FindAGoodCPA.com - Not a healthcare professional? Find a CPA or EA who understands the tax issues specific to you.
IRS Web Site - for tax forms, publications, and general tax information.
MONTHLY TAX NEWSLETTERMay 2007
Free money. Reward without risk. Both of these phrases describe the term Arbitrage.
Many financial firms spend big money on talented personnel and sophisticated software to try to locate and exploit opportunities for arbitrage. One common technique is to purchase shares of a company's stock on a domestic stock exchange, while simultaneously selling the same number of shares of that company's stock on a foreign exchange.
By capitalizing on minute fluctuations in the foreign exchange rate between the U.S. dollar and that country's currency, this set of transactions can generate substantial profits. And since the firm simultaneously buys and sells the same number of shares in the same company, they never take on any of the risks generally associated with owning stock of a publicly traded company.
Financial gain without risk - that's what arbitrage is all about. Would you believe that the IRS provides self-employed individuals with an opportunity for arbitrage? All you need to do is employ your child under the age of 18.
According to the IRS' Circular E, Employer's Tax Guide, "payments for the services of a child under age 18 who works for his or her parent in a trade or business are not subject to social security and Medicare taxes if the trade or business is a sole proprietorship or a partnership in which each partner is a parent of the child."
Plus, your child will not owe any federal income taxes as well, provided he or she earns no more than $5,350 in wages (during 2007), and has no other investment income.
On the other side of the equation, you as a business owner get to deduct on your Schedule C all the expenses paid during the year in connection with your trade or business. Keep in mind that salaries and wages paid to your staff, including reasonable wages paid to your child, count as allowable expenses.
Arbitrage In The Tax Code
Let's look at an example where:
With a top marginal tax rate of 35%, and a top self-employment tax rate of 15.3%, the $5,000 of wages you'll deduct on your Schedule C saves you just about $2,400 in federal income taxes and self-employment taxes. Meanwhile, on the $5,000 of wages received, your child won't pay a dime in taxes.
So by paying your child $5,000 in wages, the IRS rewards you with a $2,400 tax break. A risk-free transfer of money from your business checking account into your child's savings account earns you a substantial financial gain of 48 cents on the dollar. Sounds like arbitrage to me.
The IRS is well aware of this strategy, and there are certain guidelines you should follow for this deduction to survive an audit.
Putting your child on payroll also provides you with the opportunity to contribute to a Roth IRA on behalf of your child. Each year, your child can contribute the lesser of his or her gross wages, or $4,000 (increasing to $5,000 in 2008), into a Roth IRA.
Assuming the Roth rules don't change during your child's lifetime, your child will benefit from decades of compounded growth within these tax-free investment accounts. While contributing to a Roth IRA doesn't qualify as arbitrage, it's still a great tax-planning strategy worth pursuing.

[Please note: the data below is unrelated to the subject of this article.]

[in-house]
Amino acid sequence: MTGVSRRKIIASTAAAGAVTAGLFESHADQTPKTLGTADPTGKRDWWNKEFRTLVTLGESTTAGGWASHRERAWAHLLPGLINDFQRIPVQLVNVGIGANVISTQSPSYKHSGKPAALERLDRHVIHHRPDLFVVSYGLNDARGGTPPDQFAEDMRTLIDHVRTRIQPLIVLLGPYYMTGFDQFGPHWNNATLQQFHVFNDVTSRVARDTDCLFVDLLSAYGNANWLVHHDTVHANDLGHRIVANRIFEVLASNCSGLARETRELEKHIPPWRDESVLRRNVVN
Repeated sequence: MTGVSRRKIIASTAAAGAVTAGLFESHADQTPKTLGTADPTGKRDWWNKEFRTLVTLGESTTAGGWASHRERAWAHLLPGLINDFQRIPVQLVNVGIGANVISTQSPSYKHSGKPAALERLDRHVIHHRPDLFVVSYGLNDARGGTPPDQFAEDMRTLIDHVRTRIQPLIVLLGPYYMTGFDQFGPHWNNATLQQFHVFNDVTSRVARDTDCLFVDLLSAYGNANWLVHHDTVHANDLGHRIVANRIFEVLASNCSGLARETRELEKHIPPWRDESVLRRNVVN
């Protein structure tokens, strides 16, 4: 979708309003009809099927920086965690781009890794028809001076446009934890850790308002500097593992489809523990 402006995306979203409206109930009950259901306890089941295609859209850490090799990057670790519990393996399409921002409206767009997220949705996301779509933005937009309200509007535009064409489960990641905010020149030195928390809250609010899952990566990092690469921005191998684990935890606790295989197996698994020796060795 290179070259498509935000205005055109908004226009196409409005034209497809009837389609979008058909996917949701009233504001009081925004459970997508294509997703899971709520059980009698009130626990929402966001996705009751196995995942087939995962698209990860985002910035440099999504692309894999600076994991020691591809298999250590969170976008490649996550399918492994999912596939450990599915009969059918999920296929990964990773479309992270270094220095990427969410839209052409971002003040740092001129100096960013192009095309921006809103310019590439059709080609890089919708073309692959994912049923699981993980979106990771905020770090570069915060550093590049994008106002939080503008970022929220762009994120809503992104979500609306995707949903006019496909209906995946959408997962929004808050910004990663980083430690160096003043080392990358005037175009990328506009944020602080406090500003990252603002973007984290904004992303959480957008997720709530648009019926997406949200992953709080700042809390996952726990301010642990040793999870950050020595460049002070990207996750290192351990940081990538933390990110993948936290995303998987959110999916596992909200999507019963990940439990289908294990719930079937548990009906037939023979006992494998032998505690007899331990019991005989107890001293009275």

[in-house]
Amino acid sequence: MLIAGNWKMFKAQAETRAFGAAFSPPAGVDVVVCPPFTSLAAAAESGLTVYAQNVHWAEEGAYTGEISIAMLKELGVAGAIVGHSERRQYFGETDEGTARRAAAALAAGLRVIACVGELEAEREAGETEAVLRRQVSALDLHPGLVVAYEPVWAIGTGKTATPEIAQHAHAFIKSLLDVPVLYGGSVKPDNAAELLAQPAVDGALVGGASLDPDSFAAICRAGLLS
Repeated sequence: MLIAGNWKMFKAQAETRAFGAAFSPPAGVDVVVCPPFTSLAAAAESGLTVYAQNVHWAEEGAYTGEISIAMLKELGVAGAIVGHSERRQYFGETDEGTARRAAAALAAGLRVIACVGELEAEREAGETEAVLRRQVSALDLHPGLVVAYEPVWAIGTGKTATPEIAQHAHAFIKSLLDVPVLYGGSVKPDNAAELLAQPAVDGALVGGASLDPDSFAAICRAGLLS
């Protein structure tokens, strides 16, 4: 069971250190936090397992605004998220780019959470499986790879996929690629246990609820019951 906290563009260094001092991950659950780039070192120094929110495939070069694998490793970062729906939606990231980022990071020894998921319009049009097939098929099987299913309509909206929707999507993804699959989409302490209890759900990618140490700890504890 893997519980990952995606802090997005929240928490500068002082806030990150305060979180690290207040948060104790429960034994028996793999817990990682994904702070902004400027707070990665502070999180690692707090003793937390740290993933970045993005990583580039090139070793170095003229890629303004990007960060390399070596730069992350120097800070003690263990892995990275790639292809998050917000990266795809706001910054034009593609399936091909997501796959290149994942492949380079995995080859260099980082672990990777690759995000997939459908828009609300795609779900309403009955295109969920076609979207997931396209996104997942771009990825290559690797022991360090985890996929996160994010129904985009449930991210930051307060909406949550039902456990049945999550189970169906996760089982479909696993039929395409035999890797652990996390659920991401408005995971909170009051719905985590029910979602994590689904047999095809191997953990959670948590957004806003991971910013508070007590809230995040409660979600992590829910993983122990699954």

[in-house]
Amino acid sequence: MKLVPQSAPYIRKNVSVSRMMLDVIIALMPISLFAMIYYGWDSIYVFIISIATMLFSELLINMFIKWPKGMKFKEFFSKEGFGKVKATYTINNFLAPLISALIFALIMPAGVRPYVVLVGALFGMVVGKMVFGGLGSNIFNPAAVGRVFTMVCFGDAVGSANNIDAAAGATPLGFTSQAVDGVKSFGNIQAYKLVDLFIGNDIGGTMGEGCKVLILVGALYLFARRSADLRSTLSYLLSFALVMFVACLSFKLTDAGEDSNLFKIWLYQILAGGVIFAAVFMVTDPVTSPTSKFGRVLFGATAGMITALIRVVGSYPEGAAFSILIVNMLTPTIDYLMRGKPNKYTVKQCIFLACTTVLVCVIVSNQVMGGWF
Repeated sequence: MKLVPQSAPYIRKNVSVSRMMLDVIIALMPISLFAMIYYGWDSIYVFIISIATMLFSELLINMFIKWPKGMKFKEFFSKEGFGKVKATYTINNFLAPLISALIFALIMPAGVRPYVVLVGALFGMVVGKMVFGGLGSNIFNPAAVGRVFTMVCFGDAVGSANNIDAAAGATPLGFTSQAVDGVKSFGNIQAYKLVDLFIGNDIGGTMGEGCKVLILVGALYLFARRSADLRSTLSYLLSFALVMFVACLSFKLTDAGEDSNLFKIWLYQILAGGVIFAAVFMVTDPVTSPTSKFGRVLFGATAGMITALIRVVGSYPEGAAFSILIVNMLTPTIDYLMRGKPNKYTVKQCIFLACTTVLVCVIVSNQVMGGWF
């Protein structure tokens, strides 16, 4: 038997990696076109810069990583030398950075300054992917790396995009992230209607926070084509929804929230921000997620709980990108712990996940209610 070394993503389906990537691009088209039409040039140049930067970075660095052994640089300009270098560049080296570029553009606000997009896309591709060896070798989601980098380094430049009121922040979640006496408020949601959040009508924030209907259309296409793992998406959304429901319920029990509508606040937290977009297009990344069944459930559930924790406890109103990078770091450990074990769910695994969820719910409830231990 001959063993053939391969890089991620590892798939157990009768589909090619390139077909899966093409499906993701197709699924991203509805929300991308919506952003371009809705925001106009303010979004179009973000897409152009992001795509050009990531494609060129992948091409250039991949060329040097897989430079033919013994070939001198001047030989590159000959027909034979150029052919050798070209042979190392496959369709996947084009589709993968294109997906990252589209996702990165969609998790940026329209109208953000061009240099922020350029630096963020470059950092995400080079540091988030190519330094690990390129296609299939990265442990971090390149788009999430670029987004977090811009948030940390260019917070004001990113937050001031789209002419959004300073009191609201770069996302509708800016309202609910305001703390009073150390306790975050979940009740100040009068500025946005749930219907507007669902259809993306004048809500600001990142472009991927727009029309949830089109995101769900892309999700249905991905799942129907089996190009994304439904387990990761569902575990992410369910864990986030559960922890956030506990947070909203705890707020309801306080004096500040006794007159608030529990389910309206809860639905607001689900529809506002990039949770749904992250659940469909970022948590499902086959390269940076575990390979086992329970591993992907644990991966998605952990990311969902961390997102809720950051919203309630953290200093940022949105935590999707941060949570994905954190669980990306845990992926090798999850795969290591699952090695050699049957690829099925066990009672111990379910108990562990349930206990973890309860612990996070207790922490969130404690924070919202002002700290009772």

Spring is traditionally a time to clean up your yard upon the completion of another winter. While you're in the cleaning mood, why not take a few steps to clean up your personal credit as well.
Review and Revise
May is a great month to take a step back and review your outstanding credit card debt. That's because the summer spending season is still more than one month away, and you have more than a half a year before you will even commence your shopping for the 2007 holidays (unless you're really a Type A holiday shopper).
Start by taking an inventory of what you currently owe on each of your credit cards. Then, take a few minutes to reset how much you plan to pay towards your credit card debt each month for the remainder of the year.
Need help crunching these numbers? Downloading our (Microsoft Excel) debt/savings calculator should save you a lot of time with this step.
Order Your Free Credit Report
Currently, three companies, Equifax, Experian, and TransUnion, track everyone's credit histories. Don't forget that banks, lenders, retailers, landlords, and other "credit grantors" use credit reports generated by these companies to determine your creditworthiness.
Your credit report reflects quite a bit of information about you and your financial affairs.
The best way to find out how your credit report looks is to order one. You're now allowed to order three free credit reports per year - one from each credit bureau - through annualcreditreport.com.
How's Your FICO?
Your FICO score is a number that quantifies your creditworthiness. The higher your FICO, the more attractive you'll be in the eyes of lenders, retailers, landlords, and other credit grantors.
According to our friends at www.myFICO.com, the FICO score for most people is calculated as the weighted average of these five attributes: payment history (35%), amounts owed (30%), length of credit history (15%), new credit (10%), and types of credit used (10%).
To find out your FICO score, as well as suggestions on ways to improve your FICO score, visit myFICO.com
copyright - 2007 - CPANiche, LLC
|Copyright 2007 The MDTAXES Network by CPANiche, LLC Email us at firstname.lastname@example.org|